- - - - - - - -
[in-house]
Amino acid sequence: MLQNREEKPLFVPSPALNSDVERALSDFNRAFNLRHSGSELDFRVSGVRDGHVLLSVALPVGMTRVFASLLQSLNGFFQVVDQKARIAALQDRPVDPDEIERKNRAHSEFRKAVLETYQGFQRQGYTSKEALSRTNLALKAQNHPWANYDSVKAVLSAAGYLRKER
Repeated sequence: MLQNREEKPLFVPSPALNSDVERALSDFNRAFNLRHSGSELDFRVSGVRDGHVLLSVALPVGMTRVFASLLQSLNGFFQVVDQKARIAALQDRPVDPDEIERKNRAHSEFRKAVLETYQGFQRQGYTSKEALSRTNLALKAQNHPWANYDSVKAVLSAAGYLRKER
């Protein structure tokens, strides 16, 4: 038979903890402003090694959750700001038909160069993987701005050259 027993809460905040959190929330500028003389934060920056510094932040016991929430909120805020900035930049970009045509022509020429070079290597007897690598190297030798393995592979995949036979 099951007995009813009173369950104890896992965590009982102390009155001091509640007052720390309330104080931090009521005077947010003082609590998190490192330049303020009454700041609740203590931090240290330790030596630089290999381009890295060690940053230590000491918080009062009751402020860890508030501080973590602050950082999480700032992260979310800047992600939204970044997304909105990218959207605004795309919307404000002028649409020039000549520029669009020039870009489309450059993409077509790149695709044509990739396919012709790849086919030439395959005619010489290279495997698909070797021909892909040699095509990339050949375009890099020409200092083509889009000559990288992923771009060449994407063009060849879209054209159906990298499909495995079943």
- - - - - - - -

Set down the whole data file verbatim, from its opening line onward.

[in-house]
Amino acid sequence: MLQNREEKPLFVPSPALNSDVERALSDFNRAFNLRHSGSELDFRVSGVRDGHVLLSVALPVGMTRVFASLLQSLNGFFQVVDQKARIAALQDRPVDPDEIERKNRAHSEFRKAVLETYQGFQRQGYTSKEALSRTNLALKAQNHPWANYDSVKAVLSAAGYLRKER
Repeated sequence: MLQNREEKPLFVPSPALNSDVERALSDFNRAFNLRHSGSELDFRVSGVRDGHVLLSVALPVGMTRVFASLLQSLNGFFQVVDQKARIAALQDRPVDPDEIERKNRAHSEFRKAVLETYQGFQRQGYTSKEALSRTNLALKAQNHPWANYDSVKAVLSAAGYLRKER
């Protein structure tokens, strides 16, 4: 038979903890402003090694959750700001038909160069993987701005050259 027993809460905040959190929330500028003389934060920056510094932040016991929430909120805020900035930049970009045509022509020429070079290597007897690598190297030798393995592979995949036979 099951007995009813009173369950104890896992965590009982102390009155001091509640007052720390309330104080931090009521005077947010003082609590998190490192330049303020009454700041609740203590931090240290330790030596630089290999381009890295060690940053230590000491918080009062009751402020860890508030501080973590602050950082999480700032992260979310800047992600939204970044997304909105990218959207605004795309919307404000002028649409020039000549520029669009020039870009489309450059993409077509790149695709044509990739396919012709790849086919030439395959005619010489290279495997698909070797021909892909040699095509990339050949375009890099020409200092083509889009000559990288992923771009060449994407063009060849879209054209159906990298499909495995079943």